Jonathan Riley-Smith (The First Crusade and the Idea of Crusading)
A practical tip: explore the assumptions with your team, not on your own. And as a first step, start by uncovering the unspoken assumptions behind the traditional hierarchical organizational (Amber/Orange) model: workers are lazy and untrustworthy; senior people have all the answers; employees can’t handle difficult news; and so forth.
Frederic Laloux (Reinventing Organizations: A Guide to Creating Organizations Inspired by the Next Stage of Human Consciousness)
Sean had never stared into as many blank-eyed faces before. Throughout the high school civics talk, he felt as if he were speaking to the kids in a foreign language, one they had no intention of learning. Scrambling for a way to reach his audience, he ad-libbed, tossing out anecdotes about his own years at Coral Beach High. He confessed that as a teenager his decision to run for student government had been little more than a wily excuse to approach the best-looking girls. But what ultimately hooked his interest in student government was the startling discovery that the kids at school, all so different—jocks, nerds, preppies, and brains—could unite behind a common cause. During his senior year, when he’d been president of the student council, Coral Beach High raised seven thousand dollars to aid Florida’s hurricane victims. Wouldn’t that be something to feel good about? Sean asked his teenage audience. The response he received was as rousing as a herd of cows chewing their cud. Except this group was blowing big pink bubbles with their gum. The question and answer period, too, turned out to be a joke. The teens’ main preoccupation: his salary and whether he got driven around town in a chauffeured limo. When they learned he was willing to work for peanuts and that he drove an eight-year-old convertible, he might as well have stamped a big fat L on his forehead. He was weak-kneed with relief when at last the principal mounted the auditorium steps and thanked Sean for his electrifying speech. While Sean was politically seasoned enough to put the morning’s snafus behind him, and not worry overmuch that the apathetic bunch he’d just talked to represented America’s future voters, it was the high school principal’s long-winded enthusiasm, telling Sean how much of an inspiration he was for these kids, that truly set Sean’s teeth on edge. And made him even later for the final meeting of the day, the coral reef advisory panel.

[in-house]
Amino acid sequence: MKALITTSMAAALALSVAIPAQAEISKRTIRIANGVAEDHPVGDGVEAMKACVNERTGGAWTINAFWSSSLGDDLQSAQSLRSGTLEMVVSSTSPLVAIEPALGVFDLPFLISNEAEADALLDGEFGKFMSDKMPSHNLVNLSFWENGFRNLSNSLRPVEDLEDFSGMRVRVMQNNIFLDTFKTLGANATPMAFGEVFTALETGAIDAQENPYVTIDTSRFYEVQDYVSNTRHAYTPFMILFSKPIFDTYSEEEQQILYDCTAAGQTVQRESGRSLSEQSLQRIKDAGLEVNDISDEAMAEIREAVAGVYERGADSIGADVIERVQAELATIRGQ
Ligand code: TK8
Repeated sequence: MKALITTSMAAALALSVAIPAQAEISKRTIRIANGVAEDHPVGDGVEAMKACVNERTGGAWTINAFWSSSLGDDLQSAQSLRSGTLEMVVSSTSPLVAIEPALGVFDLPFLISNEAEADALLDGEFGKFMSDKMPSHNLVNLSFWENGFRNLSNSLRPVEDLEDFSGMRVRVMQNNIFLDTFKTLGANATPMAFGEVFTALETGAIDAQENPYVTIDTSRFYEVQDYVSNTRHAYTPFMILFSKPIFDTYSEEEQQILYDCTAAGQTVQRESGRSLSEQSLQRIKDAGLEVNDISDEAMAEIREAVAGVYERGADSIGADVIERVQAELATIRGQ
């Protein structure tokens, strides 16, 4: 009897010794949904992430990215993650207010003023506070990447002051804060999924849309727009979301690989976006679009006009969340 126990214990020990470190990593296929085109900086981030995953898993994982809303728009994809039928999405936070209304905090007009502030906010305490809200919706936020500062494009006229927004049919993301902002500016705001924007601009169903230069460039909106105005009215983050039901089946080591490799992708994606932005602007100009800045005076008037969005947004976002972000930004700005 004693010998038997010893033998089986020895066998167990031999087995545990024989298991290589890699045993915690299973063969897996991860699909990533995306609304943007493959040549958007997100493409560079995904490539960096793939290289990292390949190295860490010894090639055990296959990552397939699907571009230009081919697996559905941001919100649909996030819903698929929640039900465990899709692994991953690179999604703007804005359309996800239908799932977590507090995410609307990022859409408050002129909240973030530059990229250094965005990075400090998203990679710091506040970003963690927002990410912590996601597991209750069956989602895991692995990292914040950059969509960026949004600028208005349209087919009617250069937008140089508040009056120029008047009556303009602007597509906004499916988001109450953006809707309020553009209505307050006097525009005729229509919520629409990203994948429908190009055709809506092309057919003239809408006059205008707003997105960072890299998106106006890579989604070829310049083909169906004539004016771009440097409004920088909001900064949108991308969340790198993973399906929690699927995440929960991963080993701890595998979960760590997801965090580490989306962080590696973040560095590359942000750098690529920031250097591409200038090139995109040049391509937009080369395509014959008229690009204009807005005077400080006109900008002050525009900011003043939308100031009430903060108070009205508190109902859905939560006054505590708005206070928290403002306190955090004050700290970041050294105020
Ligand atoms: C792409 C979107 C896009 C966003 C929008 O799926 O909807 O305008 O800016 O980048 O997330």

Laura Moore (Night Swimming: A Novel)
Back in the late nineties, Ellen Galinsky, the president and co-founder of the Families and Work Institute, had an inspired idea. Rather than blithely speculating about how children experience their parents’ efforts to balance work and home, she decided to ask them directly. Her organization did a detailed, comprehensive survey of over 1,023 kids, ages eight to eighteen, and in 1999 she published and analyzed the results in Ask the Children: What America’s Children Really Think About Working Parents. The data were quite clear: 85 percent of Americans may believe that parents don’t spend enough time with their kids, but just 10 percent of the kids in Galinsky’s survey wanted more time with their mothers, and just 16 percent wanted more time with their dads. A full 34 percent, however, wished their mothers would be “less stressed.
Jennifer Senior (All Joy and No Fun: The Paradox of Modern Parenthood)
Compared to most of its peers, Princeton is still by choice quite small, a face-to-face community located on a beautiful, tree-filled campus in an exurban colonial town. Its fewer than seven thousand students are taught and mentored by a faculty of over eleven hundred, giving it a 5:1 student-faculty ratio (in full-time equivalents), one of the lowest in the nation. This low ratio stems directly from Princeton’s philosophy of maintaining close personal contact between teachers and learners, and not only in innumerable Wilson-inspired precepts and seminars. The four-course plan, with its demanding (of both students and faculty) junior papers and senior theses, and comprehensive exams were, as Professor of English Charles G. Osgood emphasized on the eve of World War II, 'natural results' of the preceptorial system, Wilson’s reorganization of the curriculum, and 'the personal efforts of men whom Wilson brought to Princeton or advanced.
James L. Axtell (The Making of Princeton University: From Woodrow Wilson to the Present)
The Group Product Manager Role There's a role in larger product organizations that I find especially effective. The role is titled group product manager, usually referred to as GPM. The GPM is a hybrid role. Part individual contributor and part first‐level people manager. The idea is that the GPM is already a proven product manager (usually coming from a senior product manager title), and now the person is ready for more responsibility. There are generally two career paths for product managers. One is to stay as an individual contributor, which, if you're strong enough, can go all the way up to a principal product manager—a person who's an individual contributor but a rock‐star performer and willing and able to tackle the toughest product work. This is a very highly regarded role and generally compensated like a director or even VP. The other path is to move into functional management of the product managers (the most common title is director